In this section “Fado – my selection” I tried to give references from current and past artists, female and male voices, “naive” themes and poetically elaborated themes. In a universe of hundreds of artists and thousands of songs, any selection is always debatable, but the objective is to give a first approach. In this artistic expression, the clarity in the expression of the word is as important as the melody or the interpretation.
Fado artists don’t just sing to entertain the audience. Fado artists are storytellers, sharing with the audience their personal experiences or those of others. Listening to fado in silence is a sign of respect for those who sing. That’s why fado starts with:
“Silêncio, que se vai cantar o fado!!!” (“Silence, let’s sing fado!!!”)
Amália (1920-1999) is the greatest figure of this artistic expression ever. For many it represents the Portuguese soul. Her death left a void that was never filled. She is buried in the National Pantheon, next to the greats of Portugal.
Lyrics: Amália Music: Alfredo Marceneiro
In this song, the mind (reason) goes to the heart (emotion) and asks it “independent heart, heart that I don’t command, why do you live lost among people, eternally bleeding?” And Amália dramatically begs him “Stop, stop beating! If you don’t know where you’re going, why do you insist on running? I won’t accompany you anymore!”
Much has been discussed about the autobiographical character of the lyrics, but that we will never know.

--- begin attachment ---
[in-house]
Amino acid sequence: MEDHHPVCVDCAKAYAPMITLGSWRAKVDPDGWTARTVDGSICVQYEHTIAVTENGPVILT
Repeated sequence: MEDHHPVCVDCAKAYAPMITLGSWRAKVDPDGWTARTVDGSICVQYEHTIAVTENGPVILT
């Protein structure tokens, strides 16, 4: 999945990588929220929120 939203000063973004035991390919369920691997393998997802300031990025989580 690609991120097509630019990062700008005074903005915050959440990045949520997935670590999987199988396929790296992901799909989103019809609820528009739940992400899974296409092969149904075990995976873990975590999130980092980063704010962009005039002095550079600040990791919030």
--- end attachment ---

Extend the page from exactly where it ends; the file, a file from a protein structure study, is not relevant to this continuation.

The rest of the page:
In a world dominated almost exclusively by female voices, Alfredo Marceneiro (1891-1982) managed to be the exception. Alfredo Marceneiro represents for male fado what Amália represents for females, but without international projection.
Lyrics: Alfredo Marceneiro Music: Gabriel de Oliveira/Raúl Ferrão
This song is a love poem dedicated to someone who lives next to the chapel of Senhora do Monte.
The author addresses the person to whom the song dedicates attributes such as “the relief of poverty” or “the confidant of sinners”. Although it is never clear, neither the name of the person to whom the song is dedicated, nor the kinship relationship, it is not difficult to guess that the muse of this fado is no less than the mother of the author of the lyrics.
Ana Moura (1979) was the first figure to appear in the post-Amalia period. Her characteristics are her dramatic intensity and the way she communicates with the audience.
Lyrics: Maria do Rosário Pedreira Music: Carlos da Maia
In this song, Ana Moura describes the way she put an end to the relationship when she thought she saw “a gleam in his eyes” when he passed by “her”. In fado lyrics there is often a third person, as jealousy is one of the recurring themes. In addition to the already mentioned topic of jealousy, we still have guilt and regret.
Carminho (1984) comes from a family with a fado tradition. Contrary to the performers of other times who sang exclusively fado, Carminho and also Ana Moura ventured into other musical styles such as pop and jazz, resulting in fado enriched by these influences.
Music: Raúl Ferrão Lyrics: Jorge Morais Rosa
This song contains the most elaborate lyrical part of the four presented, with a strong metaphorical content. In it the interpreter tells the subject of her forbidden love that she wrote his name in the wind with the hope that the wind, by blowing it away, would help her forget him. But the result was the opposite of what was expected, taking her to the edge of despair because the wind is not only everywhere, but it is blowing stronger and stronger.